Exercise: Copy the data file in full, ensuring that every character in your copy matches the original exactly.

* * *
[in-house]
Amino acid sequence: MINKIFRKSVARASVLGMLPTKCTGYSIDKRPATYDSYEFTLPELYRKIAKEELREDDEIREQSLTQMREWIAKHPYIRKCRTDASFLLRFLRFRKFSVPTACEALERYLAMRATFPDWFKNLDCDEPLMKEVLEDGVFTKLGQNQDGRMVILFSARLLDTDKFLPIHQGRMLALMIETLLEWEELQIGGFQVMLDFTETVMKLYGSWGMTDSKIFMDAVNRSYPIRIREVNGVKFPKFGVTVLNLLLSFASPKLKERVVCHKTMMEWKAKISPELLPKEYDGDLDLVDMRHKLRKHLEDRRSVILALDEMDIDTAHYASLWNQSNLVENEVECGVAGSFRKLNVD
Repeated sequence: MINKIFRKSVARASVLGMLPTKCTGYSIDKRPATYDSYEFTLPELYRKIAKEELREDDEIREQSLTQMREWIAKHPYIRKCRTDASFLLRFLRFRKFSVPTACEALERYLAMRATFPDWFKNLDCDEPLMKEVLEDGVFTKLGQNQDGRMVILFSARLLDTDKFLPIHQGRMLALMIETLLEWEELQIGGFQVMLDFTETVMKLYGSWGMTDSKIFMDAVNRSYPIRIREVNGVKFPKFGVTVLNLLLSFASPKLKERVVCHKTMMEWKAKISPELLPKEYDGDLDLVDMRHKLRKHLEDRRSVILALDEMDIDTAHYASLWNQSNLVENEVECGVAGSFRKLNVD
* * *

[in-house]
Amino acid sequence: MINKIFRKSVARASVLGMLPTKCTGYSIDKRPATYDSYEFTLPELYRKIAKEELREDDEIREQSLTQMREWIAKHPYIRKCRTDASFLLRFLRFRKFSVPTACEALERYLAMRATFPDWFKNLDCDEPLMKEVLEDGVFTKLGQNQDGRMVILFSARLLDTDKFLPIHQGRMLALMIETLLEWEELQIGGFQVMLDFTETVMKLYGSWGMTDSKIFMDAVNRSYPIRIREVNGVKFPKFGVTVLNLLLSFASPKLKERVVCHKTMMEWKAKISPELLPKEYDGDLDLVDMRHKLRKHLEDRRSVILALDEMDIDTAHYASLWNQSNLVENEVECGVAGSFRKLNVD
Repeated sequence: MINKIFRKSVARASVLGMLPTKCTGYSIDKRPATYDSYEFTLPELYRKIAKEELREDDEIREQSLTQMREWIAKHPYIRKCRTDASFLLRFLRFRKFSVPTACEALERYLAMRATFPDWFKNLDCDEPLMKEVLEDGVFTKLGQNQDGRMVILFSARLLDTDKFLPIHQGRMLALMIETLLEWEELQIGGFQVMLDFTETVMKLYGSWGMTDSKIFMDAVNRSYPIRIREVNGVKFPKFGVTVLNLLLSFASPKLKERVVCHKTMMEWKAKISPELLPKEYDGDLDLVDMRHKLRKHLEDRRSVILALDEMDIDTAHYASLWNQSNLVENEVECGVAGSFRKLNVD